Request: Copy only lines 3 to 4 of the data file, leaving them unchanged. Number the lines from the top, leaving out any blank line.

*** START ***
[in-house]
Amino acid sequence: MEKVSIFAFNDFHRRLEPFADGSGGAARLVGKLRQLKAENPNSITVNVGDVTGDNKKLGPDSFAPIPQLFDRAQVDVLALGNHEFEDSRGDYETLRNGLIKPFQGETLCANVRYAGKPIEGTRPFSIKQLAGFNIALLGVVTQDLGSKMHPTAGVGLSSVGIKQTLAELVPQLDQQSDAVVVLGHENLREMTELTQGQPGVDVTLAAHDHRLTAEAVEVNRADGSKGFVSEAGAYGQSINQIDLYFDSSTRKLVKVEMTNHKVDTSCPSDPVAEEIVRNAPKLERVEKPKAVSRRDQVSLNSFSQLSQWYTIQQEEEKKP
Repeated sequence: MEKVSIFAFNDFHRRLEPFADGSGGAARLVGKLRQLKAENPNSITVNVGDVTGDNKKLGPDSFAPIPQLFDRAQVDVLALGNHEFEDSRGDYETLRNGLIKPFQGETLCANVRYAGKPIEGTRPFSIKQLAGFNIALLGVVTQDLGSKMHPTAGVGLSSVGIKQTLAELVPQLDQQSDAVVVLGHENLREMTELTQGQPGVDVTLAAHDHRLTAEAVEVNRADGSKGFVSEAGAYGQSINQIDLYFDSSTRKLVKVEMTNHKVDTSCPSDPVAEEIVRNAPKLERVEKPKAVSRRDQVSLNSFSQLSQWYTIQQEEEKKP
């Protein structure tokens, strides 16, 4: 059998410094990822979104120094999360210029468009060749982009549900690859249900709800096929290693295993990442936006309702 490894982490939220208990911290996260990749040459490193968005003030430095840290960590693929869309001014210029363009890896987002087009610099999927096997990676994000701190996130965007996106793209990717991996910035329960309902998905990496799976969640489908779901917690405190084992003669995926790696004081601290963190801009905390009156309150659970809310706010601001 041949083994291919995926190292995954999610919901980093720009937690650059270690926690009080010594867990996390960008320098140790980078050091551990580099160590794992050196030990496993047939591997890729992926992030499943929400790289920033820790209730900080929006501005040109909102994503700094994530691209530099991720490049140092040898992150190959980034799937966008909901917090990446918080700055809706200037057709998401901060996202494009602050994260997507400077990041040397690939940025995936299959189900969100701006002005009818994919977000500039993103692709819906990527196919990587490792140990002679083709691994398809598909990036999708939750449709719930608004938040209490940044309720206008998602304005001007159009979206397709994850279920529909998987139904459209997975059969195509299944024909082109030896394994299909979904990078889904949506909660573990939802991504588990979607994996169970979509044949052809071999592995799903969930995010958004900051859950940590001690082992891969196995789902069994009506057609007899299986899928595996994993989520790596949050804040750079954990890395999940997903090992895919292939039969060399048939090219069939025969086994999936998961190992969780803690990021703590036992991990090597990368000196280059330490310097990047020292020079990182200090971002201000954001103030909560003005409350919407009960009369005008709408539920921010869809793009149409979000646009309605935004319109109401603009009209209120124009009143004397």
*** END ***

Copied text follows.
Repeated sequence: MEKVSIFAFNDFHRRLEPFADGSGGAARLVGKLRQLKAENPNSITVNVGDVTGDNKKLGPDSFAPIPQLFDRAQVDVLALGNHEFEDSRGDYETLRNGLIKPFQGETLCANVRYAGKPIEGTRPFSIKQLAGFNIALLGVVTQDLGSKMHPTAGVGLSSVGIKQTLAELVPQLDQQSDAVVVLGHENLREMTELTQGQPGVDVTLAAHDHRLTAEAVEVNRADGSKGFVSEAGAYGQSINQIDLYFDSSTRKLVKVEMTNHKVDTSCPSDPVAEEIVRNAPKLERVEKPKAVSRRDQVSLNSFSQLSQWYTIQQEEEKKP
């Protein structure tokens, strides 16, 4: 059998410094990822979104120094999360210029468009060749982009549900690859249900709800096929290693295993990442936006309702 490894982490939220208990911290996260990749040459490193968005003030430095840290960590693929869309001014210029363009890896987002087009610099999927096997990676994000701190996130965007996106793209990717991996910035329960309902998905990496799976969640489908779901917690405190084992003669995926790696004081601290963190801009905390009156309150659970809310706010601001 041949083994291919995926190292995954999610919901980093720009937690650059270690926690009080010594867990996390960008320098140790980078050091551990580099160590794992050196030990496993047939591997890729992926992030499943929400790289920033820790209730900080929006501005040109909102994503700094994530691209530099991720490049140092040898992150190959980034799937966008909901917090990446918080700055809706200037057709998401901060996202494009602050994260997507400077990041040397690939940025995936299959189900969100701006002005009818994919977000500039993103692709819906990527196919990587490792140990002679083709691994398809598909990036999708939750449709719930608004938040209490940044309720206008998602304005001007159009979206397709994850279920529909998987139904459209997975059969195509299944024909082109030896394994299909979904990078889904949506909660573990939802991504588990979607994996169970979509044949052809071999592995799903969930995010958004900051859950940590001690082992891969196995789902069994009506057609007899299986899928595996994993989520790596949050804040750079954990890395999940997903090992895919292939039969060399048939090219069939025969086994999936998961190992969780803690990021703590036992991990090597990368000196280059330490310097990047020292020079990182200090971002201000954001103030909560003005409350919407009960009369005008709408539920921010869809793009149409979000646009309605935004319109109401603009009209209120124009009143004397």